Medicare and Medicaid: The
Social Security Amendments of
Medicare stands second only to Social Security among social legislation passed in the twentieth century. Providing comprehensive medical coverage to individuals over 65, the program has not only assisted millions of senior citizens in obtaining health care, vastly improving their quality of life, it has also transformed the practice of American medicine. Medicare is the fastest growing, and perhaps the most complicated, of America's social insurance programs. Its complexity and price tag ensure that the program will continue to be hotly debated in coming years. Medicaid, a companion program that covers the health needs of the indigent, has similarly expanded in cost and coverage. It is today one of the major expenses of state governments, and lays behind many a budget battle. Yet it, too, has provided significant benefits to millions of Americans. In retrospect, that the United States would provide such programs may seem obvious. But, in fact, they were—and are—extremely controversial, and were enacted only after a bitter and protracted struggle of nearly 30 years.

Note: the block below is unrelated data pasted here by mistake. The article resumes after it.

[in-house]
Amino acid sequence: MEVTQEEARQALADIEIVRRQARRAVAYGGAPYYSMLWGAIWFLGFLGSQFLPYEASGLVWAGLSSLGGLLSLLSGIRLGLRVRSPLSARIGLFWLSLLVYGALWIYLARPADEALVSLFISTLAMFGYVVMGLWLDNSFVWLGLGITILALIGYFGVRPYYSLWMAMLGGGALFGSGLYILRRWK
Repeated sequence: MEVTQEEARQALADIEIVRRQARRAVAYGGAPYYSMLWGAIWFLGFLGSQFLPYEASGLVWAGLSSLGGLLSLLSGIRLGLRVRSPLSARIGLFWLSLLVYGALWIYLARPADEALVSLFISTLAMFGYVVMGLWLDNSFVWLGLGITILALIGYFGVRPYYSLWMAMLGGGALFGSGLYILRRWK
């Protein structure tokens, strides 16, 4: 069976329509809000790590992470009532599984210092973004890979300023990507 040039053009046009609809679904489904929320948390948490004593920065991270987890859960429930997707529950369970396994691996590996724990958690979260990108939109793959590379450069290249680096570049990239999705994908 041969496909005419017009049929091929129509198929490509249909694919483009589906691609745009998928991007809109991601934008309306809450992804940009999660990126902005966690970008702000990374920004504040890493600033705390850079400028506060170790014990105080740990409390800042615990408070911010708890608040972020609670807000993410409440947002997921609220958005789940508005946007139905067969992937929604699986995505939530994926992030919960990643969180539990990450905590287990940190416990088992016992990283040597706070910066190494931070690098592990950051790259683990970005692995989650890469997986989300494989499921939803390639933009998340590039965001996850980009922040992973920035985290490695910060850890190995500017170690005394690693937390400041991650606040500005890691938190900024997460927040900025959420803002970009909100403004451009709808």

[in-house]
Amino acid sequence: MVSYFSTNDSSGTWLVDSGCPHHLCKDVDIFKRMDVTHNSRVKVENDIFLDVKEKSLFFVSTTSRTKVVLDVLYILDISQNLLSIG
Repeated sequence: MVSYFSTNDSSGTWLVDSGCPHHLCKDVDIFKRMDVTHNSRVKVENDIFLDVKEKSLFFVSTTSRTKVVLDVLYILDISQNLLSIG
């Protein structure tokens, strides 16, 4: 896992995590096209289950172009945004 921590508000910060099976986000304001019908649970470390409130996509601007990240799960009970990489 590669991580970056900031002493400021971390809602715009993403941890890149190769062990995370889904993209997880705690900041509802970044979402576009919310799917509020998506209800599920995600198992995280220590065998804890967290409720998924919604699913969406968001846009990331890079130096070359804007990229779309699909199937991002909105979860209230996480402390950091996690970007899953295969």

That struggle began during the administration of Franklin D. Roosevelt. Roosevelt, as we have seen, had initially intended to include a health care plan in his Social Security program. He decided to drop the idea because its cost, complexity, and potential political opposition threatened to sink the entire bill. That did not stop his political allies, led by the New York Senator Robert Wagner, from introducing a first comprehensive health care bill in 1940. This bill died, as did the more ambitious Wagner-Murray-Dingell bill of 1943. Roosevelt then included medical coverage in his “Economic